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Netanyahu failed Israel in peace, and now again in war: he should quit

Eetta Prince-Gibson
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Net replace

Published: 3 November 2023

Last updated: 5 March 2024

Israel needs new leadership to find the path to a better future.

Benjamin Netanyahu abdicated his responsibilities as prime minister years ago. It’s time he finally quit.

Benjamin Netanyahu has been prime minister of Israel for 13 of the past 14 years. Since 2016, when investigations into his crimes became public, he has abandoned even the pretence that his goal is to serve the country and its citizens. Now on trial for breach of trust, accepting bribes and fraud, his only goal is to remain prime minister long enough to stay out of jail.

In January 2023, Netanyahu created a bloated government composed of incompetent ultra-nationalists, religious fundamentalists, and crass populist ministers, whose only qualification is their willingness to form that coalition. He has repaid them well for their loyalty.

As socio-economic gaps within society threaten social and political cohesion, and even in the face of the desperate need for financial aid in this crisis, his government has allocated over 500 billion to redundant ministries and ministers from ultra-Orthodox or pro-settler parties.

To stay in power, he must placate the most extreme elements of this extremist coalition, who seek to castrate Israeli democracy by decimating the Supreme Court and the entire judicial system. For nearly 40 consecutive weeks (stopping only after the events of October 7), hundreds of thousands of Israelis took to the streets in protest.

Polls reveal that less than a third of the public supports this judicial overhaul. He was repeatedly warned by economic, political, academic, and social advisors that this would weaken the economy, damage the high-tech sector, destabilise Israeli society, and hurt Israel’s relationship with Diaspora Jewry and the world, but Netanyahu responded by vilifying the protesters.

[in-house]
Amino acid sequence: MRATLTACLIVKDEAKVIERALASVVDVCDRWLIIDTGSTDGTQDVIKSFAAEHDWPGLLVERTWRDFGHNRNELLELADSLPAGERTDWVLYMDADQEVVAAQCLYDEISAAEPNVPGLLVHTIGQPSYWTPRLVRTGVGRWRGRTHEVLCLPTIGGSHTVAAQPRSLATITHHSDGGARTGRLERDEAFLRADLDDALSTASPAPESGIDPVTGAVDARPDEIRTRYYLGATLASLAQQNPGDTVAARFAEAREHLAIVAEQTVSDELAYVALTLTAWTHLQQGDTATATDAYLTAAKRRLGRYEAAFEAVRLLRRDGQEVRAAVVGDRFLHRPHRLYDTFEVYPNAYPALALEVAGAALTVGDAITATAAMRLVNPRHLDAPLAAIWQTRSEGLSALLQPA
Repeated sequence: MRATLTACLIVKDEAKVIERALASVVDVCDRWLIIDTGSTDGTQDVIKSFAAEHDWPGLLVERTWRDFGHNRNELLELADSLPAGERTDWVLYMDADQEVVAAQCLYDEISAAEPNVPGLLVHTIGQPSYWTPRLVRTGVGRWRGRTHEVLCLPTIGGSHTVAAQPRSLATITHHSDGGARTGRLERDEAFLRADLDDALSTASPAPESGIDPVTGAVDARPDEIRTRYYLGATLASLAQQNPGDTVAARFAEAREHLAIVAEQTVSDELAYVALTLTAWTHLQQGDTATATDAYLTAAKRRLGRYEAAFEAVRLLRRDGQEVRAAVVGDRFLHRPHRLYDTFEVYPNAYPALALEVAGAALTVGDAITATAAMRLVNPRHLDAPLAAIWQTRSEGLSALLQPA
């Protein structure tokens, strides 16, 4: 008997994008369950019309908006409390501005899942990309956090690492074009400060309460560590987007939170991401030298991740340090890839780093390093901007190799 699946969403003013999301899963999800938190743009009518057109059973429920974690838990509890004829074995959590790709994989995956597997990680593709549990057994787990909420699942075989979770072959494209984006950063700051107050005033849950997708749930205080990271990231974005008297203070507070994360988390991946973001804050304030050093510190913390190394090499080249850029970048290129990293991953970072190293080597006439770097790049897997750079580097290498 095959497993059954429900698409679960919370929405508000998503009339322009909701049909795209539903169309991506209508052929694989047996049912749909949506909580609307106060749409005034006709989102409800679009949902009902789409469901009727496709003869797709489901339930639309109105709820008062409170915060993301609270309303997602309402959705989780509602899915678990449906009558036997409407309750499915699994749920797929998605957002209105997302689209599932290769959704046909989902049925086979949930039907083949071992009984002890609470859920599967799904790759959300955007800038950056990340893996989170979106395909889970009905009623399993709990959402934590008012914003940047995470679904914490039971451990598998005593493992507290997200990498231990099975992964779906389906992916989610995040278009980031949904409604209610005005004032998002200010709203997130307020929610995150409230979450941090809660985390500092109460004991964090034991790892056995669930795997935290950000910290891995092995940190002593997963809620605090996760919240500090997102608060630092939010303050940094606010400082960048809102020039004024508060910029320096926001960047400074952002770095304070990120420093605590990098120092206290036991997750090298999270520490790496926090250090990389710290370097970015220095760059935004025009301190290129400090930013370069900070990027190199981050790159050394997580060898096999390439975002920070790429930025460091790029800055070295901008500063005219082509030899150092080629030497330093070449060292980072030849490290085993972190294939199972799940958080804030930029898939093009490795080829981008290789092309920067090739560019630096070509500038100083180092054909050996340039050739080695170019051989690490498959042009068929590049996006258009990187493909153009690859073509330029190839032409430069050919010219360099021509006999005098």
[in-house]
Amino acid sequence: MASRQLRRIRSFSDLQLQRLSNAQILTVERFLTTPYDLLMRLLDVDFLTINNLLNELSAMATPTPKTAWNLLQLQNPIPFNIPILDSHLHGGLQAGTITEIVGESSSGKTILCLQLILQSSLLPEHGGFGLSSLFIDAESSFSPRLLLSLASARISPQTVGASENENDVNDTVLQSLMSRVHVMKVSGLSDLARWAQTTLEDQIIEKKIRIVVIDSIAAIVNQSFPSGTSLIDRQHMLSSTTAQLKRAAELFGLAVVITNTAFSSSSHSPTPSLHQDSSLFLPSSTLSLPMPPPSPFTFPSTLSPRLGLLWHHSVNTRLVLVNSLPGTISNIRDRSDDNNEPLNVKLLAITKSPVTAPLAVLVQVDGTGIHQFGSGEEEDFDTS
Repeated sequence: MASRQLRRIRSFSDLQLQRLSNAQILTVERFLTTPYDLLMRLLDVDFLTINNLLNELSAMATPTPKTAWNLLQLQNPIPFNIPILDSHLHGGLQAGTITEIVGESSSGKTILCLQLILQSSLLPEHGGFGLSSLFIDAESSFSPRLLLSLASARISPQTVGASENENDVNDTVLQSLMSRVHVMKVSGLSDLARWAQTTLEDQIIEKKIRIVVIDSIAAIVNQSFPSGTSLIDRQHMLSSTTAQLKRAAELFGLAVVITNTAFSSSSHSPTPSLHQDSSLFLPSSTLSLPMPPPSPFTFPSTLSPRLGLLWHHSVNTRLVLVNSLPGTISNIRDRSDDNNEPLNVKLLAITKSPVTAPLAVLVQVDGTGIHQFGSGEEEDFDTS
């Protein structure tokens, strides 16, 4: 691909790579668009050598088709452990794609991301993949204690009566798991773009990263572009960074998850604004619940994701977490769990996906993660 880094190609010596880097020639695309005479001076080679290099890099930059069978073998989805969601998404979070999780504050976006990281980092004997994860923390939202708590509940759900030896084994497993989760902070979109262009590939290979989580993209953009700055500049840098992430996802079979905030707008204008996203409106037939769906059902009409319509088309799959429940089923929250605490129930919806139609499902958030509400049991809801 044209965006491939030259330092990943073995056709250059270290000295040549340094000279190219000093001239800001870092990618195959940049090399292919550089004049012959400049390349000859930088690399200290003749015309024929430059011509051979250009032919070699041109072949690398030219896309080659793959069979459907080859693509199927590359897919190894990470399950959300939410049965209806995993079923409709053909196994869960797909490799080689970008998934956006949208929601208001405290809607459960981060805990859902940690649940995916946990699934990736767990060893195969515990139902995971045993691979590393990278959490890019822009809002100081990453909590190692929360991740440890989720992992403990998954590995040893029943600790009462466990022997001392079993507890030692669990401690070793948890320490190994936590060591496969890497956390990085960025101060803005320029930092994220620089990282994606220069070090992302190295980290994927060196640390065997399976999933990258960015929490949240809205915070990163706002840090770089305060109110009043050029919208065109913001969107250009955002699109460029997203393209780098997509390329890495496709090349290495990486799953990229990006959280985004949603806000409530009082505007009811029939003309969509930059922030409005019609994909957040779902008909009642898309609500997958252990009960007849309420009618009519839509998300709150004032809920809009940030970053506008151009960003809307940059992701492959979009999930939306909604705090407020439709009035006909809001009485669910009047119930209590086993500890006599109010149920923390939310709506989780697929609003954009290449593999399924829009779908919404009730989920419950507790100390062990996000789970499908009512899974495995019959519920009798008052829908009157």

He was warned that allowing the judicial overhaul to continue would also harm Israel’s militarily capabilities, but refused the Chief of Staff’s requests to meet.

His desperate attempts to stay in power have contaminated every decision he makes. Indeed, to impede any peace-process that would anger his right-wing base, he promoted the ill-fated illusion that Hamas could be tempered and allowing Hamas to grow was preferrable to empowering the Palestinian Authority in the West Bank. The barbarism of October 7 proves just how dangerous that illusion has been.

He apparently doesn’t see the sad irony that the protests groups he condemned are running the logistical operation that the government should be running.

As air, sea, and ground troops fight in Gaza, and as the threat of war on the northern front becomes increasingly likely, the wasteful useless ministers are missing in action. Some 125,000 people have been evacuated from their homes since the start of the war. No fewer than five ministers have direct responsibility for providing for their needs and for the needs of the thousands of traumatized families.

But not one of these five ministers has been able to organise his or her ministry to do so. He apparently doesn’t see the sad irony that groups he condemned, such as Brothers and Sisters in Arms and Women Building an Alternative, who honed their organisational skills in the protest movement, have now mobilised and are running the comprehensive logistical operation that the government should be running.